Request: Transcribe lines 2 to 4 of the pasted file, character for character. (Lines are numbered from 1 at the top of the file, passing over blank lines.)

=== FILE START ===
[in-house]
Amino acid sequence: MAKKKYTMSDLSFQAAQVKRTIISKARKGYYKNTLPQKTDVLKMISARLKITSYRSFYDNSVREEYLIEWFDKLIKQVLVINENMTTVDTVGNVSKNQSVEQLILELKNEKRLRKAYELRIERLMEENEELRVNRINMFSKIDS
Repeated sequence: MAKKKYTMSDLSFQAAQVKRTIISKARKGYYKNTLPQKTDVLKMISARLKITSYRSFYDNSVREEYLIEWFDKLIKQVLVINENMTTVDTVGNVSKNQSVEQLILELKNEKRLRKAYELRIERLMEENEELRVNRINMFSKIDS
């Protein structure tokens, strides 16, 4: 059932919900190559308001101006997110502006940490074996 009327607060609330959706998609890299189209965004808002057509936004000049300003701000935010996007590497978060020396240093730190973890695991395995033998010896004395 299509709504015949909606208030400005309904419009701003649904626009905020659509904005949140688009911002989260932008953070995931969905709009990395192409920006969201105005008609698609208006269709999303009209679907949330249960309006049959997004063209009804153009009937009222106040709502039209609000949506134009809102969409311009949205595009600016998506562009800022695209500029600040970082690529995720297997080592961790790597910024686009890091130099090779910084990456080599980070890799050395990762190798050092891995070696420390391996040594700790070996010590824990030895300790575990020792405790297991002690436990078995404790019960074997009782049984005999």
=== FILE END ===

Amino acid sequence: MAKKKYTMSDLSFQAAQVKRTIISKARKGYYKNTLPQKTDVLKMISARLKITSYRSFYDNSVREEYLIEWFDKLIKQVLVINENMTTVDTVGNVSKNQSVEQLILELKNEKRLRKAYELRIERLMEENEELRVNRINMFSKIDS
Repeated sequence: MAKKKYTMSDLSFQAAQVKRTIISKARKGYYKNTLPQKTDVLKMISARLKITSYRSFYDNSVREEYLIEWFDKLIKQVLVINENMTTVDTVGNVSKNQSVEQLILELKNEKRLRKAYELRIERLMEENEELRVNRINMFSKIDS
């Protein structure tokens, strides 16, 4: 059932919900190559308001101006997110502006940490074996 009327607060609330959706998609890299189209965004808002057509936004000049300003701000935010996007590497978060020396240093730190973890695991395995033998010896004395 299509709504015949909606208030400005309904419009701003649904626009905020659509904005949140688009911002989260932008953070995931969905709009990395192409920006969201105005008609698609208006269709999303009209679907949330249960309006049959997004063209009804153009009937009222106040709502039209609000949506134009809102969409311009949205595009600016998506562009800022695209500029600040970082690529995720297997080592961790790597910024686009890091130099090779910084990456080599980070890799050395990762190798050092891995070696420390391996040594700790070996010590824990030895300790575990020792405790297991002690436990078995404790019960074997009782049984005999």